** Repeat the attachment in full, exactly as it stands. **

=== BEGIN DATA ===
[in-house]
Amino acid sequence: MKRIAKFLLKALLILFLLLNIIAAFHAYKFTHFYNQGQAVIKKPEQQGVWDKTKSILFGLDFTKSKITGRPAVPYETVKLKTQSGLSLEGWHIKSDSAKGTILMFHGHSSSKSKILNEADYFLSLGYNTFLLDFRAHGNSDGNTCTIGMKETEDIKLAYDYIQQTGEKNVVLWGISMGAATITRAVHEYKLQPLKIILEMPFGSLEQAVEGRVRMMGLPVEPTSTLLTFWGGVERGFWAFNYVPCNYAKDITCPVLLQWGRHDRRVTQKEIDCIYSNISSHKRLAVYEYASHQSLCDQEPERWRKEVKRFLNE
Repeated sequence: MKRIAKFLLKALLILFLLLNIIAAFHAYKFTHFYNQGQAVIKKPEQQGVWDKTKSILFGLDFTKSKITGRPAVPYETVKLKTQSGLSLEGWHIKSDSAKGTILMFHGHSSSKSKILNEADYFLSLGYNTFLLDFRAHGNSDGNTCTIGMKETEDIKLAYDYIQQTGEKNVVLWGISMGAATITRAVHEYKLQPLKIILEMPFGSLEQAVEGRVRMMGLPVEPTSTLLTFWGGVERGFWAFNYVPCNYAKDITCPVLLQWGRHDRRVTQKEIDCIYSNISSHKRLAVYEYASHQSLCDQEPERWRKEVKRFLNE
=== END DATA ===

[in-house]
Amino acid sequence: MKRIAKFLLKALLILFLLLNIIAAFHAYKFTHFYNQGQAVIKKPEQQGVWDKTKSILFGLDFTKSKITGRPAVPYETVKLKTQSGLSLEGWHIKSDSAKGTILMFHGHSSSKSKILNEADYFLSLGYNTFLLDFRAHGNSDGNTCTIGMKETEDIKLAYDYIQQTGEKNVVLWGISMGAATITRAVHEYKLQPLKIILEMPFGSLEQAVEGRVRMMGLPVEPTSTLLTFWGGVERGFWAFNYVPCNYAKDITCPVLLQWGRHDRRVTQKEIDCIYSNISSHKRLAVYEYASHQSLCDQEPERWRKEVKRFLNE
Repeated sequence: MKRIAKFLLKALLILFLLLNIIAAFHAYKFTHFYNQGQAVIKKPEQQGVWDKTKSILFGLDFTKSKITGRPAVPYETVKLKTQSGLSLEGWHIKSDSAKGTILMFHGHSSSKSKILNEADYFLSLGYNTFLLDFRAHGNSDGNTCTIGMKETEDIKLAYDYIQQTGEKNVVLWGISMGAATITRAVHEYKLQPLKIILEMPFGSLEQAVEGRVRMMGLPVEPTSTLLTFWGGVERGFWAFNYVPCNYAKDITCPVLLQWGRHDRRVTQKEIDCIYSNISSHKRLAVYEYASHQSLCDQEPERWRKEVKRFLNE